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Credit: Sam Holland

Last year, Penn celebrated when the Philadelphia Eagles became the Super Bowl LII champions. This year, as the country again turns to watch the top NFL teams contend for a championship, attention on Colin Kaepernick’s protests against racist police practices has been renewed.

While the Super Bowl may be the only time some pay attention to these issues, police brutality and structural racism are not distant phenomena for many on and near Penn’s campus. The Super Bowl this year and Kaepernick’s movement should be a wake-up call to the Penn community. These issues may seem distant and abstract to a lot of Penn students; however, structural and institutional racism in the police force and the criminal justice system are a daily reality for many people of color, including Penn students, faculty, and staff, as well as the wider-Philadelphia community.

Penn is a historically white institution that still has a long way to go in reducing its own institutional racism and promoting diversity and inclusion across racial and class lines. This means that Penn itself has played a role in supporting a racist system. Many members of the Penn community are insulated from these realities by their own race and class. 

An institution can’t be equated to the people who make it up. It’s important to recognize that many people of color at Penn likely know all too well about the dangers posed by racist police practices. Penn as an institution, on the other hand, has contributed to these practices.   

In an attempt to reduce crime on campus in the 1990s, Penn intentionally gentrified areas of West Philadelphia and increased police presence on and around campus. The crime rate went down, along with the national crime rate in the early twenty-first century, but it came at the cost of the lives and well-being of the majority-black populace in University City.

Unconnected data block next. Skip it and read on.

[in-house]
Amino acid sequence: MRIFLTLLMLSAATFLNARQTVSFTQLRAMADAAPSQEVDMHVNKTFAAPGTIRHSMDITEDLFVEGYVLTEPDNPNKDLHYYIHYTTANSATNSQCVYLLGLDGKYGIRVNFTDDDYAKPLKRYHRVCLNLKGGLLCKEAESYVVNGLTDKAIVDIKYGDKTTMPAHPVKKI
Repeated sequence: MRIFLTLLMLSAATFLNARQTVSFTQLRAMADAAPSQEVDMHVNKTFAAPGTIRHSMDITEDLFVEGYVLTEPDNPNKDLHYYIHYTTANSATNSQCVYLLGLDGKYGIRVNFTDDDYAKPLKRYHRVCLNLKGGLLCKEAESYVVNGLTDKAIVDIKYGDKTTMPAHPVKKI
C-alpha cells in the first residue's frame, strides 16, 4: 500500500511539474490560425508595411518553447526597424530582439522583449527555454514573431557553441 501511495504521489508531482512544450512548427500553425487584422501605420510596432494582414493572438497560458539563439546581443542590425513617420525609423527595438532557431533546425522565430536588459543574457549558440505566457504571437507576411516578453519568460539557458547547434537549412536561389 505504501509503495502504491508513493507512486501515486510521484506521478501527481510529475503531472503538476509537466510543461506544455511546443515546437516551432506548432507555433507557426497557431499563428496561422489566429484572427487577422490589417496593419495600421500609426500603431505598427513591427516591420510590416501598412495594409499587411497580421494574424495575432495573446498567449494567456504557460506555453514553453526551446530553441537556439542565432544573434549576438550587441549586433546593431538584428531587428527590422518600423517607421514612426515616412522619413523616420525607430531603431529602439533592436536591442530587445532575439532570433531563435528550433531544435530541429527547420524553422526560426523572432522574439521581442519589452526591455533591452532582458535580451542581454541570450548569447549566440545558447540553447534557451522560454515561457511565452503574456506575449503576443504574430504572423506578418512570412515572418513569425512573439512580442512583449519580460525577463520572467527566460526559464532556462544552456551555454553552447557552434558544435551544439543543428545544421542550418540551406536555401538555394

In Philadelphia, the past year has seen an increase in public consciousness around fundamental flaws in the criminal justice system.

Last year, the Eagles’ presence in the Super Bowl brought heightened attention to the plight of Meek Mill, a Philadelphia-born rapper who came to represent the need for criminal justice reform. Mill’s jailing following a parole violation was used to bring attention to the mass incarceration crisis in the United States, which disproportionately affects black men. Last April, two black men had the police called on them due to racial profiling by a Starbucks employee. After the incident gained national attention, the prosecutor’s office decided not to charge them with a crime. 

In Nov. 2017, Larry Krasner, a former public defender and criminal defense lawyer specializing in civil rights, was elected Philadelphia District Attorney on a platform that emphasized criminal justice reform. In his first months in office, Krasner fired 31 prosecutors, effectively decriminalized marijuana possession, and reformed city bail policy to stop disenfranchising poor defendants. While these measures demonstrate a significant step toward justice for the Philadelphia community, there is still a lot of work to be done. 

In the criminal justice system, people of color are profiled and disadvantaged every step of the way — from policing, to jury selection, to sentencing. Philadelphia is far from immune to these issues — in 2011, the Philadelphia police department settled a lawsuit contending that its “stop-and-frisk policy” used racial profiling. A recent analysis led the Pennsylvania ACLU to report that in the first half of 2018, “Black men are still stopped more often than any other group, and the racial disparities in stops are ‘statistically significant’ and ‘are not explainable by non-racial factors.’”

Here at Penn, there are some who are taking action. Alexus Bazen began kneeling during the national anthem at Penn football games in 2016 and wrote a column for the DP explaining that she knelt to protest against injustices against people of color. BARS, a student group at Penn, aims to promote criminal justice reform in the city. 

These issues are present at Penn and in the greater Philadelphia community. Even if they don’t disenfranchise everyone in our community, everyone in our community has a responsibility to listen to the stories of those victimized by racism and support action to reform policing and the criminal justice system.

Editorials represent the majority view of members of The Daily Pennsylvanian, Inc. Editorial Board, which meets regularly to discuss issues relevant to Penn's campus. Participants in these meetings are not involved in the reporting of articles on related topics.